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Horace E. Fine
Horace E. Fine was a metal stamping, stenciling and engraving company located
in Trenton, New Jersey.  Although not officially incorporated until 1909, the
company had been established in 1892.  They frequently advertised in the
"Trenton Times" and sold items such as mongramed sheepskin change purses,
engraved name cards, wax seals, cigarette cases. wedding invitations, Christmas
cards and rubber stamps.  They had a ground floor store on State Street with an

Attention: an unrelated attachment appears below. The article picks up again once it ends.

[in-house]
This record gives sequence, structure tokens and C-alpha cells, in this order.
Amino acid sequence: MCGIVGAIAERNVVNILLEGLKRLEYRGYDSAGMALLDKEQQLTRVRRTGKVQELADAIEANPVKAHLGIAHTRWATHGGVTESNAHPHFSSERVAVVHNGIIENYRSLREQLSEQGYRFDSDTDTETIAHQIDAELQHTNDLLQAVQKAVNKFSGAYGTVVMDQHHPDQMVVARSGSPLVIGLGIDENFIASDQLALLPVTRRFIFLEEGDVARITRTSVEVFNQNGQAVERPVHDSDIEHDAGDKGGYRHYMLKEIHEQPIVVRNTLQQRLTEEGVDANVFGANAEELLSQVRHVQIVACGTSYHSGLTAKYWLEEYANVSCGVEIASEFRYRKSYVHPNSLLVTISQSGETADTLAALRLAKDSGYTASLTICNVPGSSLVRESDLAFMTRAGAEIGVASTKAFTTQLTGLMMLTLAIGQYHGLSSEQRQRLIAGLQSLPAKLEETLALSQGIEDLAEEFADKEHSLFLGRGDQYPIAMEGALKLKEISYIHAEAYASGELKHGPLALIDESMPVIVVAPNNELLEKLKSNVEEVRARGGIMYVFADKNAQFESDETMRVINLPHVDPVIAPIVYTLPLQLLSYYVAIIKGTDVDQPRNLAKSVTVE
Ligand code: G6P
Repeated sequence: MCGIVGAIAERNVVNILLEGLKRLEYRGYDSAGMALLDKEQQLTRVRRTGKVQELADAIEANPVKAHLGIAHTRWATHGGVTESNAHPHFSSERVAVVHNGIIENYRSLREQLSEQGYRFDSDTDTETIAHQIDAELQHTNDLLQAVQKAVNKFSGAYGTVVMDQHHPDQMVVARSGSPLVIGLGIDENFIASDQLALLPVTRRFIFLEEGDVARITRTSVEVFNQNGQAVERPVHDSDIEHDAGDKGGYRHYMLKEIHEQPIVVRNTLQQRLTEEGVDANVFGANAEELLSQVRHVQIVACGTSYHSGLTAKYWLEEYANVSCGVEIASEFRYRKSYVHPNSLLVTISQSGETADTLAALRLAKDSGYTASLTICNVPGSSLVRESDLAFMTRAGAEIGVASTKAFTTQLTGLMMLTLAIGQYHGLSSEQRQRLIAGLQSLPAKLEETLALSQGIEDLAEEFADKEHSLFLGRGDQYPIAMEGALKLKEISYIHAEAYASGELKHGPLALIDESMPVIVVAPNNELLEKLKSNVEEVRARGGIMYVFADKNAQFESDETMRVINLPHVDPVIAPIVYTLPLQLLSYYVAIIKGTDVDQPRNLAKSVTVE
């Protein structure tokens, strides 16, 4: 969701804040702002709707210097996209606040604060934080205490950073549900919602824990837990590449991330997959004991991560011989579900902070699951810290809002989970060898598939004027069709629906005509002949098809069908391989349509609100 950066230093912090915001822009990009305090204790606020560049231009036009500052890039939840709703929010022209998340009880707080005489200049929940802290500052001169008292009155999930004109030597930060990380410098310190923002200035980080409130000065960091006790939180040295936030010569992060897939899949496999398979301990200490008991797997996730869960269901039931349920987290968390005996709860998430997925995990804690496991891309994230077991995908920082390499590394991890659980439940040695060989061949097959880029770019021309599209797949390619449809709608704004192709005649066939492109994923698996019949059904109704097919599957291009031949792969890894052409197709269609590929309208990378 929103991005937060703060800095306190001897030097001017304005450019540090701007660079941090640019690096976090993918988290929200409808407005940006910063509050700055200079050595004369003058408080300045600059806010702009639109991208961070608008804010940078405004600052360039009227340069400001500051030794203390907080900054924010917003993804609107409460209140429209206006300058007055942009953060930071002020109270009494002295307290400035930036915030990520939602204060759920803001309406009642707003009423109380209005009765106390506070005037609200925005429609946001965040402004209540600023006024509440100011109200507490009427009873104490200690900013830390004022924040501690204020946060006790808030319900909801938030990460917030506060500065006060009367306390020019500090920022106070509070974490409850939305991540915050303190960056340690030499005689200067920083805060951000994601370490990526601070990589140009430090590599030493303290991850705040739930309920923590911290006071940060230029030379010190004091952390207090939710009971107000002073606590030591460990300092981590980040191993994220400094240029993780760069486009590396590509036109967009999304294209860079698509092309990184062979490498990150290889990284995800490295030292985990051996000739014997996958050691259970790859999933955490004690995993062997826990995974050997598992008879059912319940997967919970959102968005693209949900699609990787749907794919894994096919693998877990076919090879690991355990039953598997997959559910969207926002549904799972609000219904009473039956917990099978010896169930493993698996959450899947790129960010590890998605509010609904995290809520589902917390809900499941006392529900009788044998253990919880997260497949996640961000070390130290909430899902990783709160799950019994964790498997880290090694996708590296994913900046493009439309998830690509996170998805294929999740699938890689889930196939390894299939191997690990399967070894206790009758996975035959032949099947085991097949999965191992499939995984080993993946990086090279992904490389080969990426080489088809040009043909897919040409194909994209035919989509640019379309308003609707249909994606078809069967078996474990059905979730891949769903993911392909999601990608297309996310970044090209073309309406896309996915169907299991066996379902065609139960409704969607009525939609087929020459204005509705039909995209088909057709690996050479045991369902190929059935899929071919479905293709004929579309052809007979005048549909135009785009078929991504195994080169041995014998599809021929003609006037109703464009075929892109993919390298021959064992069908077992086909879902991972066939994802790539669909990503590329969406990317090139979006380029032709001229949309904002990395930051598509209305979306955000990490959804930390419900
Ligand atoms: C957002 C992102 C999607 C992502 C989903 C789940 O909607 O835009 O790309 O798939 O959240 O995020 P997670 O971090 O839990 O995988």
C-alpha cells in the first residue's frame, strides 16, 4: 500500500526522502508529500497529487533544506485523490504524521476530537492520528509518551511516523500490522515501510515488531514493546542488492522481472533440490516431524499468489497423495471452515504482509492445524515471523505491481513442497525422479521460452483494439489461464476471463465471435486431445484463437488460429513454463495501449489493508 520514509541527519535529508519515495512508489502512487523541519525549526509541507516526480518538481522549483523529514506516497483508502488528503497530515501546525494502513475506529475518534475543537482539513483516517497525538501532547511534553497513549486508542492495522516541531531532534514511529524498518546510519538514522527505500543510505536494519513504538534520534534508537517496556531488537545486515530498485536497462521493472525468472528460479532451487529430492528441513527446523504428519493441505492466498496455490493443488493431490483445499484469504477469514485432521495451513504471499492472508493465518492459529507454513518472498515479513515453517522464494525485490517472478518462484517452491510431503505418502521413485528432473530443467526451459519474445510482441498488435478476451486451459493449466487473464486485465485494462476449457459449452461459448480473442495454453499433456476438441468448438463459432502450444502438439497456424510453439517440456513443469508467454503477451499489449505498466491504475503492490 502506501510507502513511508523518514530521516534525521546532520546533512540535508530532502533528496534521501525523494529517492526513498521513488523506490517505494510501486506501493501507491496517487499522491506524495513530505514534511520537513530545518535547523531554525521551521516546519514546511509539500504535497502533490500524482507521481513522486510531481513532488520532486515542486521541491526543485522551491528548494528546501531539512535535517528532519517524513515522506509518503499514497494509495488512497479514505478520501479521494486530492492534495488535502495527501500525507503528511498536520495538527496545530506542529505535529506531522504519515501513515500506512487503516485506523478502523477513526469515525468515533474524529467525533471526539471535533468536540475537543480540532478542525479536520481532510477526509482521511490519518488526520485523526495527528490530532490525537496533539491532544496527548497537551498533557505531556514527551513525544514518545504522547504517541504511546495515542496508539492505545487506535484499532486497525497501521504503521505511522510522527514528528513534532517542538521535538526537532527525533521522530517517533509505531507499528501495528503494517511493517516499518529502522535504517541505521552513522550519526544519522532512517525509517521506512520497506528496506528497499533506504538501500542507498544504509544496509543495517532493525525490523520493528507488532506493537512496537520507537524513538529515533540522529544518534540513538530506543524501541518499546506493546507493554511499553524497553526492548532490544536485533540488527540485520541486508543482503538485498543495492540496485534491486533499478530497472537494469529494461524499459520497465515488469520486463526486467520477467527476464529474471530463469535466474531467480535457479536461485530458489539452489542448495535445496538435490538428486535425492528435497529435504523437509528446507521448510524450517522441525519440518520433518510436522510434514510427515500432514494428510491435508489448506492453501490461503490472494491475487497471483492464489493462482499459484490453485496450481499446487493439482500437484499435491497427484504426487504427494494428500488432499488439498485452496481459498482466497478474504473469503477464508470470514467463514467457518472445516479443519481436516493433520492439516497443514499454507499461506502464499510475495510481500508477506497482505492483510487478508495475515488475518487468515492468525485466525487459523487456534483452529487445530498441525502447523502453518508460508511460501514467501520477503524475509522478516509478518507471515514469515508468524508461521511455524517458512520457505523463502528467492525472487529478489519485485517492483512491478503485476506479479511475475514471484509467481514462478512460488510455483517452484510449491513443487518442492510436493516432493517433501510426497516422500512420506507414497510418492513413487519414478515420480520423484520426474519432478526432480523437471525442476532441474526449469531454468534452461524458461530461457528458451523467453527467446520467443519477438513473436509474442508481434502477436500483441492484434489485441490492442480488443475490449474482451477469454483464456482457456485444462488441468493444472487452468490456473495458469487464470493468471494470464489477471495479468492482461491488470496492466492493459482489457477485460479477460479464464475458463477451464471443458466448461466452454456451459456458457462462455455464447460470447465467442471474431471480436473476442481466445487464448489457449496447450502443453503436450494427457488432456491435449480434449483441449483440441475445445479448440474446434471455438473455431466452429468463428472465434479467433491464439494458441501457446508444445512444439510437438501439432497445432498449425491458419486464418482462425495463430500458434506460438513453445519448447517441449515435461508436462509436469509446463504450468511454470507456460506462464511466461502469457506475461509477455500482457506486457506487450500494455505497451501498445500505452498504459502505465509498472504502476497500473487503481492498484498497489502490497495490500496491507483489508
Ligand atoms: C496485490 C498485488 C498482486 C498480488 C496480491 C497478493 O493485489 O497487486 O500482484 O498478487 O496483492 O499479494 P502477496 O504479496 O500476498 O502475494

adjoining two-storey shop in the rear where the work was done.    

Horace E. Fine was a leading businessman in the city of Trenton and was
involved in a great deal of the city's commercial growth and development.  In
1914, for instance, Fine lent his automobile to Suburban Trade Day when cars
would travel through the surrounding countryside to encourage outlying
residents to do more business in the city of Trenton.  That same year he would
donate prizes for the local baseball league.  In 1915, Fine was one of a group of
merchants participating in game with local newspapers so readers could win
prizes for identifying misspelled words in advertisements.  He was local consul
for the Lincoln Highway Association and rented a facility for a lecture given by a
group of women from the Lincoln Highway Woman's Auxiliary visiting from New